Preschool Language Disorders

Preschool children, ages 3 to 5 years old, may have problems following directions or understanding questions. They may have trouble learning new words or saying sentences. Or, sometimes, they could have difficulty with both. These delays are known as language disorders.

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Receptive Language Disorder

A receptive language disorder is present when a child has difficulty understanding what is spoken to her/him. Signs of a receptive language disorder or delay include:

  • Understanding what people mean when they use gestures, like shrugging or nodding
  • Following directions
  • Answering questions
  • Pointing to object and pictures
  • Knowing how to take turns when talking with others

Expressive Language Disorder

An expressive language disorder is present when a child has difficulty talking. Signs of an expressive language disorder or delay include:

  • Asking questions
  • Naming objects
  • Using gestures
  • Putting words together into sentences
  • Learning songs and rhymes
  • Using correct pronouns, like “he” or “they”
  • Knowing how to start a conversation or keep it going
  • Changing how they talk to different people and in different places. For example, you speak differently to an adult than a young child. You can talk louder outside than inside.

Signs & Symptoms

These language disorders/delays can also lead to trouble learning how to read and write. For example, your child may have trouble:

  • Holding a book right side up
  • Looking at pictures in a book and turning pages
  • Telling a story with a beginning, middle, and end
  • Naming letters and numbers
  • Learning the alphabet

Causes & Risk Factors

Causes of a preschool language disorder cannot always be determined. Some possible reasons are:

  • Family history of speech/language disorders
  • Premature birth
  • Low birth weight
  • Hearing loss
  • Autism spectrum disorder
  • Genetic disorders such as Down syndrome or Fragile X syndrome
  • Fetal alcohol spectrum disorder
  • Stroke
  • Brain injury
  • Cerebral palsy
  • Poor nutrition
  • Failure to thrive

How We Can Help

Baker Speech Clinic can help you assess and treat your child’s language delay or disorder so that your child reaches their full potential and improves their chances of success in Kindergarten.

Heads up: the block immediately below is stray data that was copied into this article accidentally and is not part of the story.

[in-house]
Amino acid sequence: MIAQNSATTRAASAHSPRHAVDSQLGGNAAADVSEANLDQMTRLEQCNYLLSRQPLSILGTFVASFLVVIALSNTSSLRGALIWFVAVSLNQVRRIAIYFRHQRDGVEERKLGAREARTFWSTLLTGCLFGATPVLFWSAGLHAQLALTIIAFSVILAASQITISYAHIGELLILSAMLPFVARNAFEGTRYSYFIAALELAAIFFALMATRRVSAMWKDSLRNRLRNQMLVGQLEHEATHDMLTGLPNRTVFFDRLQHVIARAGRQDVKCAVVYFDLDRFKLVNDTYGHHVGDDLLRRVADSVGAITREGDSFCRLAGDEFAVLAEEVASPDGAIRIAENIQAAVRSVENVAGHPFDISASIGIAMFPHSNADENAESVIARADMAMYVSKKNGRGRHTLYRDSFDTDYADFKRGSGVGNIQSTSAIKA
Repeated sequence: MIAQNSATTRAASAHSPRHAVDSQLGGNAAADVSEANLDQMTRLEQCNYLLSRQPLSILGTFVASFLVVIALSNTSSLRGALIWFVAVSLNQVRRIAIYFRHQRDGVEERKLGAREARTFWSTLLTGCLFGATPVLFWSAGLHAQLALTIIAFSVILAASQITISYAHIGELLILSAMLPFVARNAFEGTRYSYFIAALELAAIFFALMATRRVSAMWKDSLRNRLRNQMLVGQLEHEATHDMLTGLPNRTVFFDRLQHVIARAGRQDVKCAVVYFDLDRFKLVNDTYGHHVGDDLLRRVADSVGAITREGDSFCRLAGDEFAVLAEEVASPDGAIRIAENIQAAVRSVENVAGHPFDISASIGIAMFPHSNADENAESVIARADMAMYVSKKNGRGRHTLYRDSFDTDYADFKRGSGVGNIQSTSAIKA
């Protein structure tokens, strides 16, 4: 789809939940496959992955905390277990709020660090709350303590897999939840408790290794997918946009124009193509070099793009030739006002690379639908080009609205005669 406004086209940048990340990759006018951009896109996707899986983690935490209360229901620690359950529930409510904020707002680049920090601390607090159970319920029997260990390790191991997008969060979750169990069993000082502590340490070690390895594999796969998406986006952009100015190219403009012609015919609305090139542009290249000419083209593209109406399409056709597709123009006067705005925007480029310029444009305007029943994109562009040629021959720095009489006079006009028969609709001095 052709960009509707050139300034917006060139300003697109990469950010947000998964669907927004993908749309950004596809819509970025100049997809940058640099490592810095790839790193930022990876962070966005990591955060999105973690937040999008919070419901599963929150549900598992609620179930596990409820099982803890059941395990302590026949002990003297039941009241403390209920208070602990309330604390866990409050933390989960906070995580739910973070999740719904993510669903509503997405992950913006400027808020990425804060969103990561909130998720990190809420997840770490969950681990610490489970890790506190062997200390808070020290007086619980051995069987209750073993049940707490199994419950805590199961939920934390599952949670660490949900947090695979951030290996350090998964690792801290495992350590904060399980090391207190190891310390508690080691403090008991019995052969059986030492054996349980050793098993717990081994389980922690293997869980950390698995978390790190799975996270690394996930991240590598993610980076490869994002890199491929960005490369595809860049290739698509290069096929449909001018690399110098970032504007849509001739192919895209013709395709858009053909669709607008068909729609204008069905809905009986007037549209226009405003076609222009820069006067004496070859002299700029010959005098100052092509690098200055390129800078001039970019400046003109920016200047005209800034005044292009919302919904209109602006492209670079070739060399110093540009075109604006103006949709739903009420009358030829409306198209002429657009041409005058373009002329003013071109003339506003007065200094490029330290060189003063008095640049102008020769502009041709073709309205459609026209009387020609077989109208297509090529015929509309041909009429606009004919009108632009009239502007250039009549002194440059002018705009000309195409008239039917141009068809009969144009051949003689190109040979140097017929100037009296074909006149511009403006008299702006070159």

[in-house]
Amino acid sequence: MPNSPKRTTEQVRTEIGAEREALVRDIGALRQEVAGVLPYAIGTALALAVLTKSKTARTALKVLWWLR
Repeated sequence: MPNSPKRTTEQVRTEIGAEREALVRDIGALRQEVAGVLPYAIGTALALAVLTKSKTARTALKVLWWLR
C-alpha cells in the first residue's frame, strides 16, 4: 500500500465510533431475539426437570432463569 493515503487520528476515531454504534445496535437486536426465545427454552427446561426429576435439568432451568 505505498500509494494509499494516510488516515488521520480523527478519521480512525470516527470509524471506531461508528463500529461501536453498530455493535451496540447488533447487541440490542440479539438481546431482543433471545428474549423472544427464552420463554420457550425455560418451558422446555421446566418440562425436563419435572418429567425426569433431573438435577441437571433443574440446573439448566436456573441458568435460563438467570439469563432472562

A qualified speech-language pathologist will assess your child’s language skills to determine if they are at the same level as their peers. A comprehensive evaluation will include formal and informal tests and questionnaires, as well as observations during your child’s play.

Some things the SLP will look for are:

  • Does your child know what to do with toys?
  • Does your child use pretend play?
  • Does your child follow directions?
  • Can they name common objects and actions?
  • Do they know colors, numbers, and letter?
  • Can they follow routines like putting on their coat away or sitting during circle time?
  • Do they change how they talk to different people and in different places?
  • Are they able to get what they need at home, during play, and at preschool?


Having good speech and language skills help your child learn, behave, make friends, and feel better about himself or herself. Our SLPs will work with both you and your child to improve their understanding and talking. Our SLPs will also help your child become more ready to read and write.

Each child has unique needs and will have unique treatment goals. Some possible goals include:

  • Increasing your child’s understanding of new words and concepts
  • Improving how your child uses words and phrases to tell others what he/she needs or thinks
  • Teaching you, your family, and others how to talk with your child and how to encourage new language learning
  • Helping your child use other ways to communicate when needed, such as gestures, sign language, picture cards or high-tech devices.
  • Learning early reading and writing skills